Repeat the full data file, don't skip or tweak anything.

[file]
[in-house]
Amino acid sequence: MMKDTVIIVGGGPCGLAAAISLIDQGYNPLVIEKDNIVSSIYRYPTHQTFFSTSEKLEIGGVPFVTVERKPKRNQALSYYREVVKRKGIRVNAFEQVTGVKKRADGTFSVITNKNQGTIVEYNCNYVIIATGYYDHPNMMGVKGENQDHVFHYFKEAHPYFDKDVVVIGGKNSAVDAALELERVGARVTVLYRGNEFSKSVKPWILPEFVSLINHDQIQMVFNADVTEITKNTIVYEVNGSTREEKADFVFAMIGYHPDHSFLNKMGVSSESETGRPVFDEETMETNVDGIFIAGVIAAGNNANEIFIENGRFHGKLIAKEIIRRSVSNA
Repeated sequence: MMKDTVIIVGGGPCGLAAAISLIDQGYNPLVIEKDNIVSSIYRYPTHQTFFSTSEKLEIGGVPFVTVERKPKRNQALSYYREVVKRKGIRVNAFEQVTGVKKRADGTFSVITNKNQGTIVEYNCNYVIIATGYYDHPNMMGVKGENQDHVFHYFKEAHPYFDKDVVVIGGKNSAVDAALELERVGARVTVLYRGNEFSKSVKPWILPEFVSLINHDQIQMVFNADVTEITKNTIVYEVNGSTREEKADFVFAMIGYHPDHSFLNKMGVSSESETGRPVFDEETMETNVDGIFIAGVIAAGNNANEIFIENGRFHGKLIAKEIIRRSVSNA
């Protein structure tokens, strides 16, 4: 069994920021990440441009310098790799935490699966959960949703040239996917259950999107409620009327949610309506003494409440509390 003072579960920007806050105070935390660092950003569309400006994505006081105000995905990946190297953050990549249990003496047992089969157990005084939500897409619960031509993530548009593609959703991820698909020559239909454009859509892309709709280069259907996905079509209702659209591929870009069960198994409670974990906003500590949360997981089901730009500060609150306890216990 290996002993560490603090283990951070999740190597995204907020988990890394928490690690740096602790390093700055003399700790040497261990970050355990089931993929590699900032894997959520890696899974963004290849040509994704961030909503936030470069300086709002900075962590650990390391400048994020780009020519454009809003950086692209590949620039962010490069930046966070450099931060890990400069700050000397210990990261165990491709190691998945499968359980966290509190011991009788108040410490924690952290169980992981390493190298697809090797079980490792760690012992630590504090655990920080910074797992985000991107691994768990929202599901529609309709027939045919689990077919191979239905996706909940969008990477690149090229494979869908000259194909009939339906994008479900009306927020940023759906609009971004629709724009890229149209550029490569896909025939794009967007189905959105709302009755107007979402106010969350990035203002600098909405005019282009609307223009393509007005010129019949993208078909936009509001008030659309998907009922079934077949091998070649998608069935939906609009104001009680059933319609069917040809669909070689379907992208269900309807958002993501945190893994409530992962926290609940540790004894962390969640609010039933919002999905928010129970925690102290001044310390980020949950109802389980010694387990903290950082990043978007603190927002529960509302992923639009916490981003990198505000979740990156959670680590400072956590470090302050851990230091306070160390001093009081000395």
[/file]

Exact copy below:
[in-house]
Amino acid sequence: MMKDTVIIVGGGPCGLAAAISLIDQGYNPLVIEKDNIVSSIYRYPTHQTFFSTSEKLEIGGVPFVTVERKPKRNQALSYYREVVKRKGIRVNAFEQVTGVKKRADGTFSVITNKNQGTIVEYNCNYVIIATGYYDHPNMMGVKGENQDHVFHYFKEAHPYFDKDVVVIGGKNSAVDAALELERVGARVTVLYRGNEFSKSVKPWILPEFVSLINHDQIQMVFNADVTEITKNTIVYEVNGSTREEKADFVFAMIGYHPDHSFLNKMGVSSESETGRPVFDEETMETNVDGIFIAGVIAAGNNANEIFIENGRFHGKLIAKEIIRRSVSNA
Repeated sequence: MMKDTVIIVGGGPCGLAAAISLIDQGYNPLVIEKDNIVSSIYRYPTHQTFFSTSEKLEIGGVPFVTVERKPKRNQALSYYREVVKRKGIRVNAFEQVTGVKKRADGTFSVITNKNQGTIVEYNCNYVIIATGYYDHPNMMGVKGENQDHVFHYFKEAHPYFDKDVVVIGGKNSAVDAALELERVGARVTVLYRGNEFSKSVKPWILPEFVSLINHDQIQMVFNADVTEITKNTIVYEVNGSTREEKADFVFAMIGYHPDHSFLNKMGVSSESETGRPVFDEETMETNVDGIFIAGVIAAGNNANEIFIENGRFHGKLIAKEIIRRSVSNA
């Protein structure tokens, strides 16, 4: 069994920021990440441009310098790799935490699966959960949703040239996917259950999107409620009327949610309506003494409440509390 003072579960920007806050105070935390660092950003569309400006994505006081105000995905990946190297953050990549249990003496047992089969157990005084939500897409619960031509993530548009593609959703991820698909020559239909454009859509892309709709280069259907996905079509209702659209591929870009069960198994409670974990906003500590949360997981089901730009500060609150306890216990 290996002993560490603090283990951070999740190597995204907020988990890394928490690690740096602790390093700055003399700790040497261990970050355990089931993929590699900032894997959520890696899974963004290849040509994704961030909503936030470069300086709002900075962590650990390391400048994020780009020519454009809003950086692209590949620039962010490069930046966070450099931060890990400069700050000397210990990261165990491709190691998945499968359980966290509190011991009788108040410490924690952290169980992981390493190298697809090797079980490792760690012992630590504090655990920080910074797992985000991107691994768990929202599901529609309709027939045919689990077919191979239905996706909940969008990477690149090229494979869908000259194909009939339906994008479900009306927020940023759906609009971004629709724009890229149209550029490569896909025939794009967007189905959105709302009755107007979402106010969350990035203002600098909405005019282009609307223009393509007005010129019949993208078909936009509001008030659309998907009922079934077949091998070649998608069935939906609009104001009680059933319609069917040809669909070689379907992208269900309807958002993501945190893994409530992962926290609940540790004894962390969640609010039933919002999905928010129970925690102290001044310390980020949950109802389980010694387990903290950082990043978007603190927002529960509302992923639009916490981003990198505000979740990156959670680590400072956590470090302050851990230091306070160390001093009081000395």